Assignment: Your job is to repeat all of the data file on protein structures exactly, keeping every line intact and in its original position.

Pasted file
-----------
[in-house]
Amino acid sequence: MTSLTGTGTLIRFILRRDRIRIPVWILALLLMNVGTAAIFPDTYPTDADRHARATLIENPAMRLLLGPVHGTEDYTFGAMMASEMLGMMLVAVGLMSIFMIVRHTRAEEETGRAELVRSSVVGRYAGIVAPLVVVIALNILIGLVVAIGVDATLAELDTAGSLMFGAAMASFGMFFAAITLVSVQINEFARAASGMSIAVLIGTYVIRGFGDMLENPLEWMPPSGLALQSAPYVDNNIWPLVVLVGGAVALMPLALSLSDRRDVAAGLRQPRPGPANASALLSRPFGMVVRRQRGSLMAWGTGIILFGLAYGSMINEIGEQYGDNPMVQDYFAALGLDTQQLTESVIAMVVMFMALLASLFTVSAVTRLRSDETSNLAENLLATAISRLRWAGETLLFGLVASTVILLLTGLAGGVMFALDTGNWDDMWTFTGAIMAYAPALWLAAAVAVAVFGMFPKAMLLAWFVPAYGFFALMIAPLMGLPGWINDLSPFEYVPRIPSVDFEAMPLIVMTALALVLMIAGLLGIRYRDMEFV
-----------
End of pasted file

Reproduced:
[in-house]
Amino acid sequence: MTSLTGTGTLIRFILRRDRIRIPVWILALLLMNVGTAAIFPDTYPTDADRHARATLIENPAMRLLLGPVHGTEDYTFGAMMASEMLGMMLVAVGLMSIFMIVRHTRAEEETGRAELVRSSVVGRYAGIVAPLVVVIALNILIGLVVAIGVDATLAELDTAGSLMFGAAMASFGMFFAAITLVSVQINEFARAASGMSIAVLIGTYVIRGFGDMLENPLEWMPPSGLALQSAPYVDNNIWPLVVLVGGAVALMPLALSLSDRRDVAAGLRQPRPGPANASALLSRPFGMVVRRQRGSLMAWGTGIILFGLAYGSMINEIGEQYGDNPMVQDYFAALGLDTQQLTESVIAMVVMFMALLASLFTVSAVTRLRSDETSNLAENLLATAISRLRWAGETLLFGLVASTVILLLTGLAGGVMFALDTGNWDDMWTFTGAIMAYAPALWLAAAVAVAVFGMFPKAMLLAWFVPAYGFFALMIAPLMGLPGWINDLSPFEYVPRIPSVDFEAMPLIVMTALALVLMIAGLLGIRYRDMEFV